> Comments on the below? I see that IE and FF count the children
    > differently, but is it invalid ?
    >
    > <form id=form1 action='dumpdom.html' method=get>
    > <table>
    >
    > <tr><td>
    > <input type=text name=textfield1>
    > <input type=submit name=subbutton1>
    >
    > <button onclick='childcount()'>count</button>
    > </td></tr>
    >
    > </table>
    > </form>


    FF sticks in a text node for each line feed at the end of those lines up
    there. IE doesn'nt. If you visit the FF site there is a discussion about
    this in the bit where they talk about the diferences between FF and IE.

    --
    Richard.
     
    rf, Oct 20, 2007
    #15
  16. Ben C Guest

    On 2007-10-19, still me <> wrote:
    > On Fri, 19 Oct 2007 07:18:26 GMT, "rf" <> wrote:
    >
    >>Bite Bite :)

    >
    > Comments on the below? I see that IE and FF count the children
    > differently, but is it invalid ?


    It is valid.

    ><form id=form1 action='dumpdom.html' method=get>
    ><table>
    >
    ><tr><td>
    ><input type=text name=textfield1>
    ><input type=submit name=subbutton1>
    >
    ><button onclick='childcount()'>count</button>
    ></td></tr>
    >
    ></table>
    ></form>
     
    Ben C, Oct 20, 2007
    #16
  17. pidipady Guest

    pidipady, Oct 22, 2007
    #17
  18. Ben C Guest

    On 2007-10-22, pidipady <> wrote:
    > Place the closing '</form>' at the bottom of your web page just before
    > the '</body>' tag


    No, always place the closing </form> where it belongs. Remove the
    spacing by setting margin-bottom on the form element to 0.
     
    Ben C, Oct 22, 2007
    #18
  19. Steve Swift wrote:

    >> It is like making a casserole really, anything goes eh?

    >
    > Precisely! And if, on occasions, you make a mistake (as my mother
    > frequently did), and the result is tastier, that becomes your new
    > recipe! http://www.swiftys.org.uk/wiz?106


    Funny. Posting on comp.infosystems.www.authoring.html some invalid code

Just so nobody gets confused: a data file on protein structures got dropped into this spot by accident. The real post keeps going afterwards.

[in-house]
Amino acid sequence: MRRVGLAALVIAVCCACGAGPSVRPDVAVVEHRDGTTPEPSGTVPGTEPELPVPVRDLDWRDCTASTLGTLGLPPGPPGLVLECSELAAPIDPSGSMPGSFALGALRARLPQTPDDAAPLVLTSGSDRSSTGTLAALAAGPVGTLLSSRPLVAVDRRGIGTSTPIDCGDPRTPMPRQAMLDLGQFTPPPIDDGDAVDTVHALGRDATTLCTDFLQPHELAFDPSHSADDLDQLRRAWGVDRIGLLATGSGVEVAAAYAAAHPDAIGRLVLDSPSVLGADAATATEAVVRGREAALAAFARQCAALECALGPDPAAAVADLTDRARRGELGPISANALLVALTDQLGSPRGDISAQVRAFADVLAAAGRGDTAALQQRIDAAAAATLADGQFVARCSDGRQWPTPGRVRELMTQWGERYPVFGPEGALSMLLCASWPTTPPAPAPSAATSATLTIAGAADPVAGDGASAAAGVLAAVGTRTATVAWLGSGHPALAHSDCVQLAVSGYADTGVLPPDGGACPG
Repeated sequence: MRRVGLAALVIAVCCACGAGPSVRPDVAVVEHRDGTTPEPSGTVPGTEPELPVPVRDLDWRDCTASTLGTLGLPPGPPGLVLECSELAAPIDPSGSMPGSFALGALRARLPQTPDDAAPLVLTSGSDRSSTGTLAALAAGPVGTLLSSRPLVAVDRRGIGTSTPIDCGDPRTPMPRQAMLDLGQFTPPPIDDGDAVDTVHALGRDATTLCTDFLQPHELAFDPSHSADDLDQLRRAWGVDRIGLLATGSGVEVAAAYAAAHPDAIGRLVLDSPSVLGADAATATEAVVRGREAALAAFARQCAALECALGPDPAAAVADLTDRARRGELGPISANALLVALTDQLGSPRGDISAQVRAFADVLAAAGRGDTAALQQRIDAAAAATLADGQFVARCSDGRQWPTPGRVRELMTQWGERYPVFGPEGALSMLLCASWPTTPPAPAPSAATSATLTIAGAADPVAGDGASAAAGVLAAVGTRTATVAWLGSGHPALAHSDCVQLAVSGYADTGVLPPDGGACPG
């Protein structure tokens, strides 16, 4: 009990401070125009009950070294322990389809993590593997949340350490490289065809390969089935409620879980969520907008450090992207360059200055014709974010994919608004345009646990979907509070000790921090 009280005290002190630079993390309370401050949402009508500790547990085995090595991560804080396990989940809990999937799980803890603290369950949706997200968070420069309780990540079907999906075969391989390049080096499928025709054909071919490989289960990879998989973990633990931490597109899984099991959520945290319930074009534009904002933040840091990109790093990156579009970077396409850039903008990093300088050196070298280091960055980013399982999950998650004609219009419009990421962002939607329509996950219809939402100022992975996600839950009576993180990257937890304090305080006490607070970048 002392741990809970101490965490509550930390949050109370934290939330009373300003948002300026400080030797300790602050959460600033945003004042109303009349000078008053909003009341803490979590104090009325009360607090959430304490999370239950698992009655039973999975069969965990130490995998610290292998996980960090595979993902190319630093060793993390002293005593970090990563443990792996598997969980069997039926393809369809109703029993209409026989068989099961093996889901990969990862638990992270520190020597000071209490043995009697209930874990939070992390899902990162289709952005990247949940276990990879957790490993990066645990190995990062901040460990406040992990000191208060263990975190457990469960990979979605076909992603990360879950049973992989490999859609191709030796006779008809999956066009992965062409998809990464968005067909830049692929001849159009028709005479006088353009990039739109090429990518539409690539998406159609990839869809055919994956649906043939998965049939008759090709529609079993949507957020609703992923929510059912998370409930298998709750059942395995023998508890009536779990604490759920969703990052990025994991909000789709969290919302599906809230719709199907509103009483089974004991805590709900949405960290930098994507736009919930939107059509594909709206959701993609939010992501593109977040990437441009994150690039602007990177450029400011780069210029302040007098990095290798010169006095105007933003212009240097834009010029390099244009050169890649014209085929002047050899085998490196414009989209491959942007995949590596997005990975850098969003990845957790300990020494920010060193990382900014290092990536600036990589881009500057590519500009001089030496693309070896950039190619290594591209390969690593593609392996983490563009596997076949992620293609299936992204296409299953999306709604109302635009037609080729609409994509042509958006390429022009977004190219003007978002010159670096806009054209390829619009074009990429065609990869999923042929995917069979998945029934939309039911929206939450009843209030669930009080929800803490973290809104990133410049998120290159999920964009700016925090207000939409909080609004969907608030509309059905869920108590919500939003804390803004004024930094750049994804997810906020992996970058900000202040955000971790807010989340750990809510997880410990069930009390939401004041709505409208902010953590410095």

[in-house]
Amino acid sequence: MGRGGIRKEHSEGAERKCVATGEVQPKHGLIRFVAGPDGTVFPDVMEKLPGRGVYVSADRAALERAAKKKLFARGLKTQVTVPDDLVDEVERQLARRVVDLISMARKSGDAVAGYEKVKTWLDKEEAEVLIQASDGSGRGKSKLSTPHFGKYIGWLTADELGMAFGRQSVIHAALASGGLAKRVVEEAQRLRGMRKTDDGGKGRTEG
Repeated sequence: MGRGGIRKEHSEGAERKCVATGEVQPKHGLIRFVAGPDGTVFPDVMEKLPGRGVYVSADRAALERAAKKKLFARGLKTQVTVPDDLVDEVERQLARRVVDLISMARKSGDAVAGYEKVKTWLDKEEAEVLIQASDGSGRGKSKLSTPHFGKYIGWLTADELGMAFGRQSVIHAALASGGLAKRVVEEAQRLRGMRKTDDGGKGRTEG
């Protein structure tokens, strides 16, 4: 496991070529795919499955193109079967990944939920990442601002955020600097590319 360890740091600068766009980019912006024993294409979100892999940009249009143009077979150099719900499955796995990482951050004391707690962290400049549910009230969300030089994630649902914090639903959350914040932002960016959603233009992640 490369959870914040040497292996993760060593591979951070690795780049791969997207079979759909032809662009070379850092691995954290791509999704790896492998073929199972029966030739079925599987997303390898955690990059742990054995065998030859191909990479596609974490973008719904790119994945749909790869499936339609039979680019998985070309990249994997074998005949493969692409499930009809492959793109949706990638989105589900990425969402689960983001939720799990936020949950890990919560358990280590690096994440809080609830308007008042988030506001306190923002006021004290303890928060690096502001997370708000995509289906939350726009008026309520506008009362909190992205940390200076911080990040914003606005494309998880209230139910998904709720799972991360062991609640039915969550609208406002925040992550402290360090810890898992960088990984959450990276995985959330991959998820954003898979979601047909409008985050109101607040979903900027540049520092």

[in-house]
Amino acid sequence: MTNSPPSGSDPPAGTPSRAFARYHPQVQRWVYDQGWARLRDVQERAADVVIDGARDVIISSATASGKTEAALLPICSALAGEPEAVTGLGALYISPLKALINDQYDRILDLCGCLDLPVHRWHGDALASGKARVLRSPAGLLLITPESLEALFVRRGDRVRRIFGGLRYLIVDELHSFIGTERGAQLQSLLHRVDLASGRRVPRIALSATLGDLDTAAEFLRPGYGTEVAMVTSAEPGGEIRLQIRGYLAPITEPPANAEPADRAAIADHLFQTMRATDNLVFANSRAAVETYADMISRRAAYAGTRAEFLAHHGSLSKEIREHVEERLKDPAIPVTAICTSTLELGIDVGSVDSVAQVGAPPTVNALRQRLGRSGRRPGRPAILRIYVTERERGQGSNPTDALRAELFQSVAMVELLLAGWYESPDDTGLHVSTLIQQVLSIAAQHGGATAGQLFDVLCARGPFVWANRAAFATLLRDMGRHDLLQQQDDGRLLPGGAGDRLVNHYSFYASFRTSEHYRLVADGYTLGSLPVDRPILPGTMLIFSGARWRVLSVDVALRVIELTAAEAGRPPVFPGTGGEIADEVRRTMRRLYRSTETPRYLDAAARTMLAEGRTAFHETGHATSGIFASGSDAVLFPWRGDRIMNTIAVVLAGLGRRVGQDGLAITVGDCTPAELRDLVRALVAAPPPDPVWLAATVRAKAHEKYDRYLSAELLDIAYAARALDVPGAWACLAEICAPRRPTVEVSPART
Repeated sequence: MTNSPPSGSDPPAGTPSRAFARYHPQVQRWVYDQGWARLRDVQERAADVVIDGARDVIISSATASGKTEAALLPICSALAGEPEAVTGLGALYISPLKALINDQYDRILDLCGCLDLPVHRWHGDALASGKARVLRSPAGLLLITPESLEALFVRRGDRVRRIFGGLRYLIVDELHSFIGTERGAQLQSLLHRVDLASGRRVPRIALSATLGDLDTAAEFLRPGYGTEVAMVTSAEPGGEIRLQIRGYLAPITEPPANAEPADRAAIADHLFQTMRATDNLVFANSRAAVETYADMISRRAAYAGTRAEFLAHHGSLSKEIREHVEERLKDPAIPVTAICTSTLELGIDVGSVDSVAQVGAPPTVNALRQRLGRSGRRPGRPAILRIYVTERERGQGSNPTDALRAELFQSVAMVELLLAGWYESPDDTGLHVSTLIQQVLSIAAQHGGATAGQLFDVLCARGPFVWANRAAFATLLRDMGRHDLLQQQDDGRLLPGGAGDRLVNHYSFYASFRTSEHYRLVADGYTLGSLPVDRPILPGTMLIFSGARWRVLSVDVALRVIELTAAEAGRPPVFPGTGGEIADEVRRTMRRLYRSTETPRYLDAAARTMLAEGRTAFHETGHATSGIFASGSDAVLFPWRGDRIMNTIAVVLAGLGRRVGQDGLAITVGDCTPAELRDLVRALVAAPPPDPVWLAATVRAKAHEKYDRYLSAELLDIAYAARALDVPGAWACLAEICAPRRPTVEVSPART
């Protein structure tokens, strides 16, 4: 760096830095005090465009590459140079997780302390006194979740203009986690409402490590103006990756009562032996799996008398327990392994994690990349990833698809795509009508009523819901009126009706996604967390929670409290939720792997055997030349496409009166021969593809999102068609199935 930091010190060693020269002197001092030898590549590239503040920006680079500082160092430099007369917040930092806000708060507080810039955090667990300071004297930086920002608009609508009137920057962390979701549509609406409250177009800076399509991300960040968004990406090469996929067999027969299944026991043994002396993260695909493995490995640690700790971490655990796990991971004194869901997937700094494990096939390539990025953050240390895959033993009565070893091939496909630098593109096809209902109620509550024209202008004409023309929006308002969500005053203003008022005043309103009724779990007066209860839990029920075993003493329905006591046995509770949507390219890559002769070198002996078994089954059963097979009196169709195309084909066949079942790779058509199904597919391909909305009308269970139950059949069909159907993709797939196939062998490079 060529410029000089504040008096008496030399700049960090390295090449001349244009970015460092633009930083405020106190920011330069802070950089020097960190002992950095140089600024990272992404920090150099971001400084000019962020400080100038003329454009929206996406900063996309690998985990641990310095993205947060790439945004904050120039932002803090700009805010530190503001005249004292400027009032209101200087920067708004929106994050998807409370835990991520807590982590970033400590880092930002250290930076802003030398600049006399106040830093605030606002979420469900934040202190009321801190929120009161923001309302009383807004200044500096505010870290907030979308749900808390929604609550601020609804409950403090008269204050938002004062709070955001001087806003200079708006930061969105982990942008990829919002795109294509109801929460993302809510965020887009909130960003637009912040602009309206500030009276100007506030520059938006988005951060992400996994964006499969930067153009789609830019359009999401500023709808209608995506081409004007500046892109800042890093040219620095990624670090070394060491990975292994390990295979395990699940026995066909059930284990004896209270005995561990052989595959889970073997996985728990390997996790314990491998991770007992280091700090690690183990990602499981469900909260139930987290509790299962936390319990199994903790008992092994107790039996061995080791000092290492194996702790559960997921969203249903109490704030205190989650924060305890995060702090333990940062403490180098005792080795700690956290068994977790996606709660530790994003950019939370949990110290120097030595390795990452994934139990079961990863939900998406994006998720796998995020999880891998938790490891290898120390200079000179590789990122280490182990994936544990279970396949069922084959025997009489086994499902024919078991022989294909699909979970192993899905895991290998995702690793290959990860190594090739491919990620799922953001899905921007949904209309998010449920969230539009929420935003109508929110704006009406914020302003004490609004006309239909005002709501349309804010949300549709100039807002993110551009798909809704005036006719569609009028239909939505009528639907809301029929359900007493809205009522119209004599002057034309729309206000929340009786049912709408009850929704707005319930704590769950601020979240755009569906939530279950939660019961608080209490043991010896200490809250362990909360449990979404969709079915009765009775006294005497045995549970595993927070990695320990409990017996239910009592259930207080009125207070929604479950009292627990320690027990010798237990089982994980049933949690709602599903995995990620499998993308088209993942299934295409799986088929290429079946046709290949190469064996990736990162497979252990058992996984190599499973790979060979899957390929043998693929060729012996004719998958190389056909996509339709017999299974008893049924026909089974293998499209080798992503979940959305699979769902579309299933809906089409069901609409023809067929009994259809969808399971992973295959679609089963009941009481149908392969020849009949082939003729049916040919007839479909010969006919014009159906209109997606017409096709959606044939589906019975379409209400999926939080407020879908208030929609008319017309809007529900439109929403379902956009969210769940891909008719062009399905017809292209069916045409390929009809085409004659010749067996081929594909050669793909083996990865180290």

that displays correctly because of bugs in specific HTML renderers is as
    ridiculous as posting on talk.grammar.english an awful grammar error,
    claiming that it's fine because Microsoft Word's grammar check feature
    doesn't find it.


    > Remember, the only "standard" that I'm designing to (in my commercial
    > activity, at least) is "Must work in IE6 and the current Firefox"


    What will happen when FF and IE6 will upgrade?

    > As far as Microsoft and the Firefox developers are concerned, I should
    > imagine one of their highest priorities is "Mustn't screw up legacy
    > pages with new releases otherwise the customers will switch to the
    > competition"


    Wrong.
    For FF, it's: "Respect standards better".
    Standards are hard enough to respect. Respecting cr*p code is secondary,
    especially when a parser change increase the standards support but affects
    cr*p code (as any parser change does).
    Even if there're a few cr*ppy tricks that are well known and that browsers
    try to respect, your FORM thing is surely not in this list.
    If would be foolish to think that any tester will ever notice that your
    cr*p is broken by the new version of FF or IE, unless your site is in of
    the top 50 of all web sites.
    If your site was in the top 50, then, maybe, IE (but probably not FF)
    would try to keep compatibility with your cr*p, at the cost of good
    insults aimed at your person, in Microsoft's labs (you can imagine them
    yourself), and maybe other tradeoffs in IE, such as reduced performances
    and standards conformance.
    Overall, you're specifically the type of guy who slow down the
    standardization of browsers, increase the number of patches and hacks in
    browsers, destroy the Web's openness by preventing alternative browsers
    from having any chance of displaying your cr*p, breaks the Web from user
    point of view by displaying stupid messages "You must have IE 6.01 beta
    3.4 + beta patch 1 or FF 1.5 beta 8 to see this site, but you've IE 6.01
    beta 3.5".

    > so I'm happy they're looking after me.


    They're not. They cannot review all the cr*p code in the world. Actually,
    they cannot even manage to get a perfect standards conformance, which is
    orders of magnitude easier than maintaining compatibility with all the
    cr*p that exist in the world.

    --
    If you've a question that doesn't belong to Usenet, contact me at
    <>
     
    André Gillibert, Oct 24, 2007
    #19
  20. still me Guest

    On Thu, 25 Oct 2007 00:12:44 +0200, "André Gillibert"
    <> wrote:

    >Overall, you're specifically the type of guy who slow down the
    >standardization of browsers, increase the number of patches and hacks in
    >browsers, destroy the Web's openness by preventing alternative browsers
    > from having any chance of displaying your cr*p, breaks the Web from user
    >point of view by displaying stupid messages



    Wow, he had all that effect just by posting a web page with misplaced
    form tags? That's some serious power!
     
    still me, Oct 26, 2007
    #20